New Country for Old Men: Florida Georgia Line, “Cruise”

Published on August 1st, 2014 in: Music, New Country For Old Men |

By Jeffery X Martin


Country music is all fucked up right now, a hat-wearing mass of contradictions, suffering from multiple personalities, trying to please all the people, all the time, and straying so far from its roots that hearing traditional country on the air anymore is a miracle. Country rap is on the rise, as are guitar riffs and bass lines that would have been giant hits as hair metal songs during the Eighties. It’s hard to even define country anymore, and if you think it is all sad trains and dogs and singlewide trailers and Mama in the rain, you haven’t listened to country in a long time. There are still novelty songs floating around, catchy like West Nile virus, the equivalent of waiting until the rest of the family is in bed before eating that box of donuts on the counter. Now the genre is showing a disturbing amount of culture appropriation, including all the misandry and misogyny found in some rap and R&B music. There’s a lot of shit out there, and finding a jewel among the turds is not an easy task.

And I’m saying this as a fan.

As much as there are terrible things in country music right now that need to be called out, the good songs also need to be recognized and praised. That’s about as close to a mission statement as you’ll get from me, and that’s what this new column is going to strive to do: separate the horrendous stinking crap from the finely crafted good songs and sparkling production Nashville has been known for since . . . well, since Buck Owens started recording in Bakersfield.

I told you country music was full of contradictions.

Let’s start with these guys.

The band is called Florida Georgia Line, and they represent a sub-genre known as “bro-country.” Bro-country is the frat party of country music, all about hot girls, cold beer, and trucks with lift kits. Now, this whole bro-country thing has been going on for decades. Conway Twitty sang about girls with tight fittin’ jeans decades ago, and did it better.

Florida Georgia Line uncomfortably mixes a weak brand of country with obvious Auto-Tune, ending up sounding like what they are: two skinny white guys who want to sound like T-Pain. This is especially obvious in the song, “Cruise,” which may be the textbook bro-country tune, except there’s at least an attempt to talk to the girl in this song instead of just staring at her ass.

“Baby, you a song/You make me wanna roll my windows down/and cruise.” Strange pick-up line, because what he’s really saying is, “I saw you, and you made me want to drive away.”

The singer also says, in his robot voice, that his brand new Chevy with a lift kit “would look a hell of a lot better with you up in it.” Who falls for this? I don’t really want you; I just want to see how you would look in my vehicle. This is the worst kind of come-on attempt, because it is seduction combined with product placement. I’m surprised they don’t name check Trojan condoms or Armor-All leather protectant.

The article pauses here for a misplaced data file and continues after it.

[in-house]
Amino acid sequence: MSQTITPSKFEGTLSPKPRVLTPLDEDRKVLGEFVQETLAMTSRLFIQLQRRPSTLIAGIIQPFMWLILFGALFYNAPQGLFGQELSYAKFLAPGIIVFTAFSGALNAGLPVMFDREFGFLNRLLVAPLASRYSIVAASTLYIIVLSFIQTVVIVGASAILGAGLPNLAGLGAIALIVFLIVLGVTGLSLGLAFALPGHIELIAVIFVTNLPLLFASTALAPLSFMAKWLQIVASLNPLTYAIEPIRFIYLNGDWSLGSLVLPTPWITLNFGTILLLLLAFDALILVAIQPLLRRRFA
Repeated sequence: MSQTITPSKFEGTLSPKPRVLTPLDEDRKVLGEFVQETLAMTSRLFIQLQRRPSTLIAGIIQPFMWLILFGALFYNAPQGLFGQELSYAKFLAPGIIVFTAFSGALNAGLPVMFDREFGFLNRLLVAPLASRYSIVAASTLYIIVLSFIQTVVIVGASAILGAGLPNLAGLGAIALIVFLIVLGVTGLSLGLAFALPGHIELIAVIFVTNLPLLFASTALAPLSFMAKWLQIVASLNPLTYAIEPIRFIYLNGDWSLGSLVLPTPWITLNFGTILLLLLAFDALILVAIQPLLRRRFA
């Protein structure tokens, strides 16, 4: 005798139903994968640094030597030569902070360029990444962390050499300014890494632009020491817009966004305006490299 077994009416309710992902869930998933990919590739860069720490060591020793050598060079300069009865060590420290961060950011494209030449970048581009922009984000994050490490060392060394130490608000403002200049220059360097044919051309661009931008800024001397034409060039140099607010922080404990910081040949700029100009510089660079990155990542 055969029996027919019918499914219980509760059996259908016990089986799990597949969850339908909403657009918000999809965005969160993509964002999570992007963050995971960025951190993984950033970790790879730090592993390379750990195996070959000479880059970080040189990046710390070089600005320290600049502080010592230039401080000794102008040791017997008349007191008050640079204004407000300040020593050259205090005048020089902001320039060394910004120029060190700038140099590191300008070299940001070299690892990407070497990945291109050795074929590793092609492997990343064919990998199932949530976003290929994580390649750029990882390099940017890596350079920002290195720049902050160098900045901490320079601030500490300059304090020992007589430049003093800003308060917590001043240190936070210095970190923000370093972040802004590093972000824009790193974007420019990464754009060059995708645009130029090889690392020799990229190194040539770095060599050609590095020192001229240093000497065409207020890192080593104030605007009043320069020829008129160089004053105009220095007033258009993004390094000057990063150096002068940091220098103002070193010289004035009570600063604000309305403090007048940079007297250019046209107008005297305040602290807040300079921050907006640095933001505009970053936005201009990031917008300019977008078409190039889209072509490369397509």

“Cruise” is basically a commercial, specifically naming Chevrolet, Southern Comfort, KC fog lights, and the Marshall Tucker Band. It’s an image they’re building here: the hick playboy, a smoother Joe Buck, hustling his way from hick town to hick town, picking up shallow girls who are overly impressed by shiny things. I’m not sure how country it is, but it is pretty sleazy, regardless of what culture you’re immersed in.

I know there’s a remix of the song featuring Nelly. I admit to not have any interest in hearing it. I’ve never wanted to listen to Nelly, for that matter, which isn’t to say that I haven’t heard a lot of his music. That mash-up makes perfect sense, though, in this Bizarro World of country music, although if you listen closely, you can hear the corpse of George Jones spinning like a turbine in his grave.

“Cruise” is a strange mixture of styles, and it doesn’t completely work. A really thick Southern accent pumped through Auto-Tune comes real close to hilarity. Think of C-3PO played by Larry, the Cable Guy.

Is this the worst song out there right now? Oh, no. Hell, no.

There are a lot more mines in this field, and I’m about to spend a considerable amount of time sweeping.

One Response to “New Country for Old Men: Florida Georgia Line, “Cruise””

  1. Morgana:
    August 1st, 2014 at 11:01 pm

    I LOVED THIS!! You’ve already heard (at least in part) some of my thoughts on the state of “country” music. I put that in quotes because what I call country doesn’t exist. In my mind, it began it’s death throes with the passing of Waylon, Possum, and Johnny, and will probably give up the proverbial ghost for good once Willie, Loretta and Dolly are gone. They were integral to what I considered country, because that’s what I grew up with. Then came Garth Brooks, Alan Jackson, and Tim McGraw, and a whole host of others who changed the face of country music, made it a little different, but at least underneath kept to what country was. This monster that has been unleashed as a result is something else altogether, I don’t know what. But I wish it would stop (and can someone please tell T-Pain to come take his auto-tune away from these people before they hurt themselves???)

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